Shares of the largest, most well-known technology stocks exploded higher on Friday, pushing the Nasdaq to a new record high. Sparking the surge were better-than-expected quarterly results posted on Thursday by some of the sector's biggest names.
Plus, Apple (AAPL) played along, thanks to rousing iPhone X preorders overnight for the Nov. 3 launch date: That first shipment sold out in just 20 minutes, instantly eliminating concerns over iPhone 8 demand and the Apple Watch's cellular connectivity issues.
The result on Friday was the largest outperformance for the tech-heavy Nasdaq vs. the S&P 500 since early 2009.
Here's a look at the action. But first, why there could be some giveback soon.
SentimenTrader notes that "knockout earnings" and "enthusiastic" stock price reactions have often been a contrary indicator for the major indexes. A study of market history -- using Amazon (AMZN) and Alphabet (GOOG) as the triggers -- shows that chasing the enthusiasm (and buying the Nasdaq the day after earnings) has been a losing idea. Those stocks dropped on average 0.4 percent one week later (vs. a 0.2 percent gain for any random week).
Now for the particulars of Friday's blowout in tech stocks.
Amazon's shares gained more than 13 percent (chart above), pushing up and over their late July low and breaking cleanly up and out of a multimonth consolidation range near the $1,000-a-share level. That's enough to make MSFT) co-founder Bill Gates., overtaking Microsoft (
Amazon reported quarterly earnings of 52 cents per share vs. the penny that was expected. Operating income was a little soft, at $347 million vs. the $575 million expected. The Whole Foods Market integration points to a profit margin of just 1.5 percent for the grocer. And operating free cash flow is slowing as companywide operating margins fell to just 0.8 percent, the lowest in three years.
But investors remained focused on the ability of the high-profit Amazon Web Services division (which posted 42 percent year-over-year sales growth) to subsidize other areas. Also fueling the bulls were reports the company has acquired a wholesale license to acquire and transport pharmaceuticals in a number of states, stoking the hype that Amazon is about to take on high drug prices.
Intel (INTC) shares gained more than 7 percent, extending a 35 percent rally off of its early July lows (chart above). That jump came after the chipmaker reported earnings of 94 cents per share (vs. the 80 cents expected) on revenues of $16.2 billion (vs. $15.7 billion expected). Forward revenue guidance came in hotter than expected as well.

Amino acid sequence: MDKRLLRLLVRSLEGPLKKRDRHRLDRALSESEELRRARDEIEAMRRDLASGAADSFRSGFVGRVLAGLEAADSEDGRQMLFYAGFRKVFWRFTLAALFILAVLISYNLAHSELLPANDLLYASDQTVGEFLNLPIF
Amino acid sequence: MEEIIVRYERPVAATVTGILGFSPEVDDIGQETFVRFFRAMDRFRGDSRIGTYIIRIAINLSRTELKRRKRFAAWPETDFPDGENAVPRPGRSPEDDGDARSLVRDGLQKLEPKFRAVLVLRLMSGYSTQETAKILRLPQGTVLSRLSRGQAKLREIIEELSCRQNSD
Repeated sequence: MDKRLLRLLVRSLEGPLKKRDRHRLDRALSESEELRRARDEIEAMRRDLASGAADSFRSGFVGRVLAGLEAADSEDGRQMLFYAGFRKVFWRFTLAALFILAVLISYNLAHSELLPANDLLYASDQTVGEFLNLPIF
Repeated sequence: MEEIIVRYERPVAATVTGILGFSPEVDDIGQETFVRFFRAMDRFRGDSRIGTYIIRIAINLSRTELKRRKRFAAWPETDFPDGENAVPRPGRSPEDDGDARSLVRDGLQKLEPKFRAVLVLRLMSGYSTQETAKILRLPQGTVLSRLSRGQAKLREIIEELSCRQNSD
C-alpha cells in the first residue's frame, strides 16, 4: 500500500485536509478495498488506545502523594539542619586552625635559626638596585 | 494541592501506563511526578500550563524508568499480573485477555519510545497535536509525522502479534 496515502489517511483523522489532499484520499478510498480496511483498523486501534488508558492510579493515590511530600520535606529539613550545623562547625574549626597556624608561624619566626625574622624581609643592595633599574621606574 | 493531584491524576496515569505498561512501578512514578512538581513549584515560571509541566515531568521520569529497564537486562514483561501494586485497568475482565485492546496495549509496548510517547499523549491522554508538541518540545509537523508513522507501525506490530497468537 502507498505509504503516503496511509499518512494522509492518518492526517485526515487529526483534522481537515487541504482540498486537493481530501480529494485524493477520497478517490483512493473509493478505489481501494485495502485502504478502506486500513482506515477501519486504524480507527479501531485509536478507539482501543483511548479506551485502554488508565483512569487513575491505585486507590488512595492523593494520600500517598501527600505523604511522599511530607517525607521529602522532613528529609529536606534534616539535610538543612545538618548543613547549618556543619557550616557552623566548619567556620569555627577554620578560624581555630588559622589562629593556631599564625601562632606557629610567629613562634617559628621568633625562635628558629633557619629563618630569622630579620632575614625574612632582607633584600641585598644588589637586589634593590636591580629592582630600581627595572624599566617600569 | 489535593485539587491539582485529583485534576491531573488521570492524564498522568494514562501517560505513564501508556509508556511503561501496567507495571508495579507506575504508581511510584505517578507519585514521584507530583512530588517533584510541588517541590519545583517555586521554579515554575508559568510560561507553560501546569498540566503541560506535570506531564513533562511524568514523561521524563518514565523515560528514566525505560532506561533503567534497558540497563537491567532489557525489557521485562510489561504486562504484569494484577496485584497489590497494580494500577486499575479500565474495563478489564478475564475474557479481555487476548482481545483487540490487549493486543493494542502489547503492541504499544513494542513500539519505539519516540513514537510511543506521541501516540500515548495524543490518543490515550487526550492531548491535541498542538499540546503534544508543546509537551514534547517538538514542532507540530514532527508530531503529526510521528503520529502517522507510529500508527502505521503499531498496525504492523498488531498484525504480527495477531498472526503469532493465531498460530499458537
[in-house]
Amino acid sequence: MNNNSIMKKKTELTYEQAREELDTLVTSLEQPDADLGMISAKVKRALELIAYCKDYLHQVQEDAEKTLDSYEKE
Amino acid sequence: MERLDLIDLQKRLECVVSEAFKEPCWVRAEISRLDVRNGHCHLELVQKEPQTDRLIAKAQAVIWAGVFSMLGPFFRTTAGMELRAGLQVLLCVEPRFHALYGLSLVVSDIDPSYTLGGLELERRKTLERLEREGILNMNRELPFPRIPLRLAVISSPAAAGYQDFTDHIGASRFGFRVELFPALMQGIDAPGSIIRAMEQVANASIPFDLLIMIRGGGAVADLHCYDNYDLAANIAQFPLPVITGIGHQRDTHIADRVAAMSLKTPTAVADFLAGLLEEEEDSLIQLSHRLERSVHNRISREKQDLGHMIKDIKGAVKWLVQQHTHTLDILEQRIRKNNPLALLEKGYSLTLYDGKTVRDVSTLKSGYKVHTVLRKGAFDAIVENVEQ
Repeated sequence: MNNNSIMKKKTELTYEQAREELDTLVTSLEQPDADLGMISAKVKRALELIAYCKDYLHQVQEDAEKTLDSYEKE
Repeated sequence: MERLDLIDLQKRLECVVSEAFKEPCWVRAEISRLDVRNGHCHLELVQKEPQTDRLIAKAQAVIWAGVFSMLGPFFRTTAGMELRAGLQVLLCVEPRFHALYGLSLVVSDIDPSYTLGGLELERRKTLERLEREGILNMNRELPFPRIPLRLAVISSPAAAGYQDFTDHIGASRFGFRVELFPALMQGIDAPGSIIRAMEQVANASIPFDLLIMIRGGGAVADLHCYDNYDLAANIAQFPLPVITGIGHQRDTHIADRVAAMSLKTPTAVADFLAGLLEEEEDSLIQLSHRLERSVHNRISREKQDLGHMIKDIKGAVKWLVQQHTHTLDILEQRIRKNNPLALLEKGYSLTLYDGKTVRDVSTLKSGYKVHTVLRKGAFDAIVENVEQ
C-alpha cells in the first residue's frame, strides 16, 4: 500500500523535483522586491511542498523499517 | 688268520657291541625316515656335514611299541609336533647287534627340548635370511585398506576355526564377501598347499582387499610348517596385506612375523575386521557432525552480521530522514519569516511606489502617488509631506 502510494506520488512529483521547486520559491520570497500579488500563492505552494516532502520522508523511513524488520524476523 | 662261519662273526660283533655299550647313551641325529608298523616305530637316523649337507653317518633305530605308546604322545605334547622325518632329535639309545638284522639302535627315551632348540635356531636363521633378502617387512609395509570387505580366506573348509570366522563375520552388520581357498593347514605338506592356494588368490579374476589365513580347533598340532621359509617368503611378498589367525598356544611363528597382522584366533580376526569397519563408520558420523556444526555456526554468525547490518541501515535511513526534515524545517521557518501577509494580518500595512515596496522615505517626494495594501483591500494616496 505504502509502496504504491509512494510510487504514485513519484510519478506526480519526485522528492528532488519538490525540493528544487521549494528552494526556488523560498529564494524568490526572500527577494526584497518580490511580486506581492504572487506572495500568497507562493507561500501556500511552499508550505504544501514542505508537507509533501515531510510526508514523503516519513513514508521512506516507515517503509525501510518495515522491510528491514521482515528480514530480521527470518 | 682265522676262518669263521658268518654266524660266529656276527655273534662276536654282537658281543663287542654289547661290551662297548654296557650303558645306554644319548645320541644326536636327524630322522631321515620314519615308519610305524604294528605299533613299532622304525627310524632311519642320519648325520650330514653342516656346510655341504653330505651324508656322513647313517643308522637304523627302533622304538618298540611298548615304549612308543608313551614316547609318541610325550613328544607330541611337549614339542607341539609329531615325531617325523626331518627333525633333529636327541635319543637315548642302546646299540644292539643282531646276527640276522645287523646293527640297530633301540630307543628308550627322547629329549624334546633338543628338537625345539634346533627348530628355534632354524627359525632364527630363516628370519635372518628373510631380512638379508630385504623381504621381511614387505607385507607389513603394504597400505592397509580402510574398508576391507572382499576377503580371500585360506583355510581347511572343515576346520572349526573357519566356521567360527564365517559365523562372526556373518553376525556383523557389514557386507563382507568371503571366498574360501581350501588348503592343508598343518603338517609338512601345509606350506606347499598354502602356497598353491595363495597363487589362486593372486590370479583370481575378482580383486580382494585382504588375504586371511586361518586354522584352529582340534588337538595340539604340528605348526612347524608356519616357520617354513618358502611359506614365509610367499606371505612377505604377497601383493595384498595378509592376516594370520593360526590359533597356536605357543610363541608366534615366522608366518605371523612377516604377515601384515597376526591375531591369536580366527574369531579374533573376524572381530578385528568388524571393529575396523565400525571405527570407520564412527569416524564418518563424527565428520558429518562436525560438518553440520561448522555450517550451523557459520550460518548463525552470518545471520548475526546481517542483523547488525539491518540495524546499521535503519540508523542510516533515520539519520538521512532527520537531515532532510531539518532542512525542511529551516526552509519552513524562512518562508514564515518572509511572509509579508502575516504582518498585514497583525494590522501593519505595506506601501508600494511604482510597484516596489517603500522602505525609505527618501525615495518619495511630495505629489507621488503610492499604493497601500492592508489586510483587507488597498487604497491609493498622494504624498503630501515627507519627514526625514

While legacy client computing posted flattish results, new areas like the "internet of things" took the spotlight, with top-line growth of 23 percent. The data center segment was also strong, up 15 percent. It now contributes 45 percent of the company's overall sales.
Shares of Google parent Alphabet (GOOG) ended with a gain of nearly 5 percent after trading much higher on Friday, pushing above the $1,000-a-share level for the first time after the search giant reported earnings of $9.57 per share vs. $8.43 expected. Paid clicks were up 47 percent, while cost-per-click declined amid a shift to mobile and competitive pressure. Overall ad revenue grew on volume.
Facebook (FB) gained 4.3 percent, pushing to new record highs and breaking out of a trading range going back to July. The company will next report results on Nov. 1, but it's getting a lift here in sympathy with the other big-tech stocks on enthusiasm for the online advertising reported by Alphabet.
Analysts at Monness Crespi & Hardt upgraded the stock to "buy" Friday morning on the belief that Facebook and Alphabet are an unequivocal duopoly in the industry, while further growth will hinge on success in emerging market countries and a transition to video content.
Microsoft added more than 6 percent to hit all-new highs (chart above) in enthusiasm over the company's efforts in cloud services. Quarterly earnings came in at 84 cents per share (vs. the 72 cents expected), thanks to better-than-expected revenues of $24.5 billion, up 11.7 percent from last year, of which $6.9 billion came from cloud revenues. Management guidance was strong as well.
Analysts at Oppenheimer viewed the results as a clear affirmative verdict that the company can execute on its unique mobile hybrid cloud strategy.